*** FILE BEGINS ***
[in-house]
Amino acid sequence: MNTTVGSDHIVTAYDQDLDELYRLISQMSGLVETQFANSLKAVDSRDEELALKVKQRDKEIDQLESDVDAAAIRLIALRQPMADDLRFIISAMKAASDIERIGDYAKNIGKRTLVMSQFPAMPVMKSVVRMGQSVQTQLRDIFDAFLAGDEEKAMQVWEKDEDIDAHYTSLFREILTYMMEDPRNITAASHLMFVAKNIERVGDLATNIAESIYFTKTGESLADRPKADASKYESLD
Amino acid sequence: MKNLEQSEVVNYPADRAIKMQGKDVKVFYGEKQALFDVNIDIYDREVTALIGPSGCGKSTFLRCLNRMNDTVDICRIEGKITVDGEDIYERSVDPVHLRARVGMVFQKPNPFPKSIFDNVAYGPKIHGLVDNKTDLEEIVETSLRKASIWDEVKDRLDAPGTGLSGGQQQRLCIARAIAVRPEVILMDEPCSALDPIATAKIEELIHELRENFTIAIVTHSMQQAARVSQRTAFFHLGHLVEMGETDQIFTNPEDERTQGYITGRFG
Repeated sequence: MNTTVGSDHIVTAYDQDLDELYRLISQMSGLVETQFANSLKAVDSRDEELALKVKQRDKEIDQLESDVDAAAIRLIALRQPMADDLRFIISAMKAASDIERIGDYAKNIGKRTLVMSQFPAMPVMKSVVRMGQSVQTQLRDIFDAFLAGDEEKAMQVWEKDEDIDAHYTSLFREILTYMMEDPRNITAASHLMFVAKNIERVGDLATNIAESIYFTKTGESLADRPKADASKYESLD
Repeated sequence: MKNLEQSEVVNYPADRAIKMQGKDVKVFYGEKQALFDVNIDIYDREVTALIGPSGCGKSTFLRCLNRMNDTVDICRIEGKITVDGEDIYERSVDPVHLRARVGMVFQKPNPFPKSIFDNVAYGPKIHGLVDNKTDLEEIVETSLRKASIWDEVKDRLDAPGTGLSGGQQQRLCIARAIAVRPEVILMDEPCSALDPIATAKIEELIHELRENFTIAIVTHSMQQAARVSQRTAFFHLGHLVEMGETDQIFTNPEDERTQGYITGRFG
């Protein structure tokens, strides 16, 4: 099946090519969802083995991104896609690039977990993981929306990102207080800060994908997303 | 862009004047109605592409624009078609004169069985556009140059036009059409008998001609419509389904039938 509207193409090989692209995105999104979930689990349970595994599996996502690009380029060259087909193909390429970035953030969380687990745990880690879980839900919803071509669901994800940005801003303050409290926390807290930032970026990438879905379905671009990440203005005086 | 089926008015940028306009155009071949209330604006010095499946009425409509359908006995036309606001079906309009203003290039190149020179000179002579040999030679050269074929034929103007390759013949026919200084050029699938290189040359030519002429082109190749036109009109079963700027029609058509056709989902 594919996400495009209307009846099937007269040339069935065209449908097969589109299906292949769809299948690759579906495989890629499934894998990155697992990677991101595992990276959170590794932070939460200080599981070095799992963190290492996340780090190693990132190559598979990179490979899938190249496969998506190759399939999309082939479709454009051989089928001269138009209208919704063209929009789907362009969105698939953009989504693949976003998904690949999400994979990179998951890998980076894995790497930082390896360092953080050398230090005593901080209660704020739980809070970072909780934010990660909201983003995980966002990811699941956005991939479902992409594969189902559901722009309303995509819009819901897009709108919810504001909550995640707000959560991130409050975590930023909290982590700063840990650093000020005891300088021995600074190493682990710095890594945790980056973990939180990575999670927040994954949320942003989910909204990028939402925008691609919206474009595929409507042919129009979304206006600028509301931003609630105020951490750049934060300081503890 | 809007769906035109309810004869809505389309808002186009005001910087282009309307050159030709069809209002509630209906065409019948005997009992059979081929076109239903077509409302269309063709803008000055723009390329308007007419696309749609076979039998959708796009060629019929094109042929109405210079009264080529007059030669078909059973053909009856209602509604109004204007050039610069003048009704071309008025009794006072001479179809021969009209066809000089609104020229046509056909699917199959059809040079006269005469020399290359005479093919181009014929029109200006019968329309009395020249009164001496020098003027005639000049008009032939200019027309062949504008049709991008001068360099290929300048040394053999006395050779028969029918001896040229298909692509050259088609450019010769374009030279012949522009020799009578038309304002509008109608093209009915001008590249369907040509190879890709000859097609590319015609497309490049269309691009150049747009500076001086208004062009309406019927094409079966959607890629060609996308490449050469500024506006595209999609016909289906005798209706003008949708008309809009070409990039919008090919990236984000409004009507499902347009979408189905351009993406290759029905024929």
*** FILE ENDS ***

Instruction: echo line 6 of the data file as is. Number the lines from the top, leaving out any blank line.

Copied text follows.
């Protein structure tokens, strides 16, 4: 099946090519969802083995991104896609690039977990993981929306990102207080800060994908997303 | 862009004047109605592409624009078609004169069985556009140059036009059409008998001609419509389904039938 509207193409090989692209995105999104979930689990349970595994599996996502690009380029060259087909193909390429970035953030969380687990745990880690879980839900919803071509669901994800940005801003303050409290926390807290930032970026990438879905379905671009990440203005005086 | 089926008015940028306009155009071949209330604006010095499946009425409509359908006995036309606001079906309009203003290039190149020179000179002579040999030679050269074929034929103007390759013949026919200084050029699938290189040359030519002429082109190749036109009109079963700027029609058509056709989902 594919996400495009209307009846099937007269040339069935065209449908097969589109299906292949769809299948690759579906495989890629499934894998990155697992990677991101595992990276959170590794932070939460200080599981070095799992963190290492996340780090190693990132190559598979990179490979899938190249496969998506190759399939999309082939479709454009051989089928001269138009209208919704063209929009789907362009969105698939953009989504693949976003998904690949999400994979990179998951890998980076894995790497930082390896360092953080050398230090005593901080209660704020739980809070970072909780934010990660909201983003995980966002990811699941956005991939479902992409594969189902559901722009309303995509819009819901897009709108919810504001909550995640707000959560991130409050975590930023909290982590700063840990650093000020005891300088021995600074190493682990710095890594945790980056973990939180990575999670927040994954949320942003989910909204990028939402925008691609919206474009595929409507042919129009979304206006600028509301931003609630105020951490750049934060300081503890 | 809007769906035109309810004869809505389309808002186009005001910087282009309307050159030709069809209002509630209906065409019948005997009992059979081929076109239903077509409302269309063709803008000055723009390329308007007419696309749609076979039998959708796009060629019929094109042929109405210079009264080529007059030669078909059973053909009856209602509604109004204007050039610069003048009704071309008025009794006072001479179809021969009209066809000089609104020229046509056909699917199959059809040079006269005469020399290359005479093919181009014929029109200006019968329309009395020249009164001496020098003027005639000049008009032939200019027309062949504008049709991008001068360099290929300048040394053999006395050779028969029918001896040229298909692509050259088609450019010769374009030279012949522009020799009578038309304002509008109608093209009915001008590249369907040509190879890709000859097609590319015609497309490049269309691009150049747009500076001086208004062009309406019927094409079966959607890629060609996308490449050469500024506006595209999609016909289906005798209706003008949708008309809009070409990039919008090919990236984000409004009507499902347009979408189905351009993406290759029905024929």